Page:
Democrats running for their party's presidential nomination in 2020 on Thursday took aim at Attorney General William Barr and demanded that special counsel Robert Mueller testify on Capitol Hill now that the full -- yet redacted -- version of his report has been publicly released.
The consistent call from the 2020 candidates makes clear that Democrats are near unified about the need for more information on Mueller's report -- specifically from the special counsel himself. The same is true for the unanimous view among 2020 Democrats that Barr's prebuttal to the release of the report -- in which the Attorney General sympathized with President Donald Trump and defended him in language the President himself has used -- undercut his impartiality.
One topic nearly all 2020 Democrats avoided on Thursday was impeachment. While the Democrats called for more information and accountability in their tweets, statements and public comments, impeaching the President was not mentioned, a signal that the political will to do so is not there. Democratic support for such a maneuver has fallen of late.
A number of candidates -- especially those in Congress -- used the release of the report to push for lawmakers to look deeper into the matter.
"It is clear that Donald Trump wanted nothing more than to shut down the Mueller investigation," Vermont Sen. Bernie Sanders, an independent running for the Democratic nomination, said in a statement. "While we have more detail from today's report than before, Congress must continue its investigation into Trump's conduct and any foreign attempts to influence our election."
California Sen. Kamala Harris tweeted that Congress "needs to see the full, unredacted Mueller report and all of the investigation's underlying evidence — and Special Counsel Robert Mueller must testify publicly before Congress."
Sen. Cory Booker tweeted, "The American people deserve the truth. Not spin from a Trump appointee. Release Mueller's full report now."
And former Housing and Urban Development Secretary Julián Castro said "Mueller should be summoned to testify in front of Congress and the American people" and "Congress should investigate and determine whether Donald Trump's actions outlined by the Special Counsel warrant obstruction of justice."
The Democrats also took repeated aim at Barr, with a range of candidates questioning his allegiances, his impartiality and his reasoning for holding a press conference on Thursday morning, less than two hours ahead of the report's release.
"The special counsel found no evidence that any Americans -- including anyone associated with the Trump campaign -- conspired or coordinated with the Russian government or the (Internet Research Agency, a Russian company with close ties to the Russian government) in carrying out this illegal scheme," Barr said at the press conference.
"Put another way, the special counsel found no 'collusion' by any Americans in the IRA's illegal activity," Barr said.
Those comments quickly enraged Democrats.
"It's a disgrace to see an Attorney General acting as if he's the personal attorney and publicist for the President of the United States," Massachusetts Sen. Elizabeth Warren said.
"We can't trust Trump's handpicked AG to be transparent about the Mueller report. Congress needs to see it in full—and the public needs to know whether Trump obstructed justice," New York Sen. Kirsten Gillibrand tweeted.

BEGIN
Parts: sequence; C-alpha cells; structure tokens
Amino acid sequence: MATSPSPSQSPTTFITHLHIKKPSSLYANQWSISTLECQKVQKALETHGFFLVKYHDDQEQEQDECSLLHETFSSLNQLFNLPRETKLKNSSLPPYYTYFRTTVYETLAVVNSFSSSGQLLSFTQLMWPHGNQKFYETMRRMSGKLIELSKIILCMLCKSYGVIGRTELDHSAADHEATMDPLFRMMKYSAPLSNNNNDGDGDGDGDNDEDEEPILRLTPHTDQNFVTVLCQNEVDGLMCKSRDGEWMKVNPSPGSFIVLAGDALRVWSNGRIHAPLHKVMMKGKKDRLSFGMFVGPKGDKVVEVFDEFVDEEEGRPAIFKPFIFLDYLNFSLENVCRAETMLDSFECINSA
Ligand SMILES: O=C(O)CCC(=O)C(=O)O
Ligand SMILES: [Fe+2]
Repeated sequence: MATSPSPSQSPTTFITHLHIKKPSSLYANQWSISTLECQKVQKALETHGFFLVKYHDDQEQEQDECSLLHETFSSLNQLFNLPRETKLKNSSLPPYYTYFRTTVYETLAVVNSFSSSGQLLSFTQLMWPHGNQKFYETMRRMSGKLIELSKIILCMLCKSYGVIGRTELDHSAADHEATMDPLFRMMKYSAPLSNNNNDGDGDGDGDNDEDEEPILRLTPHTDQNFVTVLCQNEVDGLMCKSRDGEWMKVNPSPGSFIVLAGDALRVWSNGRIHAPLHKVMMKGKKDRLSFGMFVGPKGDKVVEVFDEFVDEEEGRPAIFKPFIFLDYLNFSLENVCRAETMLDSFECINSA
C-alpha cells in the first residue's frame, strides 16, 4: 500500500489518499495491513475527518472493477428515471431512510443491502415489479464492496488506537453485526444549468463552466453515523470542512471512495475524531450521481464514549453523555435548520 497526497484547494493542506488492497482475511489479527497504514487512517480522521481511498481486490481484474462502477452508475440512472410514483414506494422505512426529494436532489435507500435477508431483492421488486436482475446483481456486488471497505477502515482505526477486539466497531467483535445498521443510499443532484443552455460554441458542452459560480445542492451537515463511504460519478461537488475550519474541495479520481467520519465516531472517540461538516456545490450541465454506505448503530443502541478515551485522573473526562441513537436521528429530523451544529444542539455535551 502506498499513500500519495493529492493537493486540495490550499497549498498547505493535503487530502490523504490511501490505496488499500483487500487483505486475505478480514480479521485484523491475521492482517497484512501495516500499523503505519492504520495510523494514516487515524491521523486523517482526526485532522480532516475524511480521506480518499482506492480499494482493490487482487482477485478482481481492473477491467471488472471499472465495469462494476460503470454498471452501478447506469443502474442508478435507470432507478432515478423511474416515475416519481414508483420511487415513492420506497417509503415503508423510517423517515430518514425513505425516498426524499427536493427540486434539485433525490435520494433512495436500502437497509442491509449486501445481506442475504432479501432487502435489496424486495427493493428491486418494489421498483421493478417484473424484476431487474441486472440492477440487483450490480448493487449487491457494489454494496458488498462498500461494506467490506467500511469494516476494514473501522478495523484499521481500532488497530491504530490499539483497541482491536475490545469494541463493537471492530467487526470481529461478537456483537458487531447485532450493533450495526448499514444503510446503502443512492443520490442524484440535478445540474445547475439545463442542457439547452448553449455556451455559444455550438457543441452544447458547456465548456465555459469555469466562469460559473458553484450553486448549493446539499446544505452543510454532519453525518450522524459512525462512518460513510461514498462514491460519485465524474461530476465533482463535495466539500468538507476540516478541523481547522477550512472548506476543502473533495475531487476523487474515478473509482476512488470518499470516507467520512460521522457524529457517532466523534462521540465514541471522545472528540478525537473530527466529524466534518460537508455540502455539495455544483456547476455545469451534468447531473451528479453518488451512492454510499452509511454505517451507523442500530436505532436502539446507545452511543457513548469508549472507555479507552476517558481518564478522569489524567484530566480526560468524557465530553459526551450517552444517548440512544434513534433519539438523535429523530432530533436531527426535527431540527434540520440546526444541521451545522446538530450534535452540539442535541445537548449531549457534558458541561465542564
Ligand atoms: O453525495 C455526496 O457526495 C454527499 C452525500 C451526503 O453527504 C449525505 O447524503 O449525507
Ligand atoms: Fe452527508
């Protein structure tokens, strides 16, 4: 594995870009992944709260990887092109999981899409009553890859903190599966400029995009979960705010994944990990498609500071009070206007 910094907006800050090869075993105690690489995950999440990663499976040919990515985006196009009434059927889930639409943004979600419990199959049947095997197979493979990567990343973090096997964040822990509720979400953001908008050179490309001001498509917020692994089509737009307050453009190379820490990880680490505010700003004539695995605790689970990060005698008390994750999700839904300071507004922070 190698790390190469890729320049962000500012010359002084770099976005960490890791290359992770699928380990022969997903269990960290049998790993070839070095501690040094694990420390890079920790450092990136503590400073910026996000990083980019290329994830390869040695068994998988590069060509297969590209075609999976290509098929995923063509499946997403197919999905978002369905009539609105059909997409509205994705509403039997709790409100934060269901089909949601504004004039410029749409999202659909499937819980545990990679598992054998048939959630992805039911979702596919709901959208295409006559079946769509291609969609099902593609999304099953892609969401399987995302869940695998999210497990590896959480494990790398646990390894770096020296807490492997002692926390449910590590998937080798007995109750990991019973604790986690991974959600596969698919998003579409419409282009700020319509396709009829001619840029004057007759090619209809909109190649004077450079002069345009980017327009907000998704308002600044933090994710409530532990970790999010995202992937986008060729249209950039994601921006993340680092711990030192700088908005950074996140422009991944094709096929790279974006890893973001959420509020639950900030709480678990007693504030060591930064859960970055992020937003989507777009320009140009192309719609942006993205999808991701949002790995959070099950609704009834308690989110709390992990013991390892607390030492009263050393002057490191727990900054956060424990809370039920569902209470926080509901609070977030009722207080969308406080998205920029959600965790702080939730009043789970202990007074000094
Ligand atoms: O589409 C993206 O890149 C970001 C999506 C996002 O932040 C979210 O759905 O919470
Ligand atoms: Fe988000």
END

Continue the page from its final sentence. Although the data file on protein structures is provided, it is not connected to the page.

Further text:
Former Colorado Gov. John Hickenlooper said Barr "should work to protect the interests of the people, not the President."
"It's clear from this morning's press conference where his allegiances lie," he tweeted. "The American people deserve answers."
Minnesota Sen. Amy Klobuchar tweeted that Barr made clear "he is not impartial when it comes to this investigation" and Washington Gov. Jay Inslee tweeted that Barr "should be the nation's top law enforcement officer - not a spokesman for the president."
"This press conference was a disgrace," Inslee added.
A more direct attack on Barr came from California Rep. Eric Swalwell, who called for the Attorney General's ouster in a statement.
"You can be the President's defense attorney or America's Attorney General, but you can't be both," said Swalwell, a member of the House Intelligence Committee, which conducted its own Russia investigation. "He came to this job already biased. Today, he made a show of allegiance to the President over the American people by declaring 'no collusion' and excusing the President on the basis of his emotional state. He has proved that he's an embedded Trump ally who puts this President's political future above of the rule of law. That makes him unfit to serve. He must resign."
The Senate confirmed Barr in February. The vote was 54-45, with most Republicans backing President Donald Trump's nominee and most Democrats opposed.
To date, Mueller's investigation has not been front of mind for many voters on the campaign trial. Most questions at town halls have focused on domestic issues facing Americans, namely health care, education and taxes. So, in turn, candidates have responded in kind by only occasionally mentioning Mueller and Russia as they campaign across the county.
On Thursday, though, in response to the report being released, South Bend Mayor Pete Buttigieg made it a political issue.
"The Mueller report is a disturbing if not completely surprising collection of evidence that shows a president putting his own interests ahead of the country's," he tweeted. "Today again demonstrates why we need to change the channel in 2020."
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